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Texans Coach Gary Kubiak Is Stable After NFL Halftime Collapse

Houston Texans Coach Gary Kubiak
Houston Texans coach Gary Kubiak looks at a play chart during a game against the Kansas City Chiefs on October 20, 2013. Photographer: Peter G. Aiken/Getty Images

Nov. 4 (Bloomberg) -- Houston Texans coach Gary Kubiak is in stable condition after collapsing as he left the field at halftime of last night’s National Football League game against the Indianapolis Colts.

Kubiak, 52, didn’t suffer a heart attack and didn’t lose consciousness during the incident, the Texans said. He was taken off the field at Reliant Stadium in Houston after being attended to by medical personnel and then to a local hospital in an ambulance for further tests.

“He had an episode at the end of the first half where he was lightheaded and dizzy,” Texans General Manager Rick Smith said in a televised interview after the 27-24 loss. “He’s been evaluated by a number of specialists. He is awake, he’s coherent and he’s talking, so we’re just trying to get some information about what his condition is.”

Defensive coordinator Wade Phillips took over as the Texans’ coach during the second half. Houston, which led 21-3 at halftime, was outscored 24-3 in the second half.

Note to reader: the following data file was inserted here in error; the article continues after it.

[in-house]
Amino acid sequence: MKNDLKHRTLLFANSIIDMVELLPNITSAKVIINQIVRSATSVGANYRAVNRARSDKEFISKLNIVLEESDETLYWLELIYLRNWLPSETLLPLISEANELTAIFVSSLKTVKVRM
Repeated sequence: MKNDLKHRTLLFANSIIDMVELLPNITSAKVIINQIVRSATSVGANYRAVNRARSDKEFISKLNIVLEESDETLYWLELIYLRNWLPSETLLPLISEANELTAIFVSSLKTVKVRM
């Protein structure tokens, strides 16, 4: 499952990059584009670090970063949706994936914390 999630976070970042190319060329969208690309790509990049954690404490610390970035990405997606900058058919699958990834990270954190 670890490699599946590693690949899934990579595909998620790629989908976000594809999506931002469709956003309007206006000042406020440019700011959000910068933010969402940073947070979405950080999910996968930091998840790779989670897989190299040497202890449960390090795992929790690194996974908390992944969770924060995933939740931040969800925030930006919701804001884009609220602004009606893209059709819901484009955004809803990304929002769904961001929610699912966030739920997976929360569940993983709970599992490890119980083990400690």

“It was a shock to everybody,” Phillips said in his post-game interview. “But the game came down to them playing well at crunch time and we didn’t.”

Smith said Kubiak’s vital signs were stable at the hospital and he could rejoin the team today.

Kubiak’s collapse came two days after Denver Broncos coach John Fox felt lightheaded during a bye week golf outing in North Carolina because of a heart condition. Fox, 58, will undergo aortic heart valve replacement this week and take a leave of absence from the team for several weeks. Doctors had told Fox months ago that his defective aortic valve would require a procedure after the 2013 season, the team said.

To contact the reporter on this story: Erik Matuszewski in New York at matuszewski@bloomberg.net

To contact the editor responsible for this story: Michael Sillup at msillup@bloomberg.net

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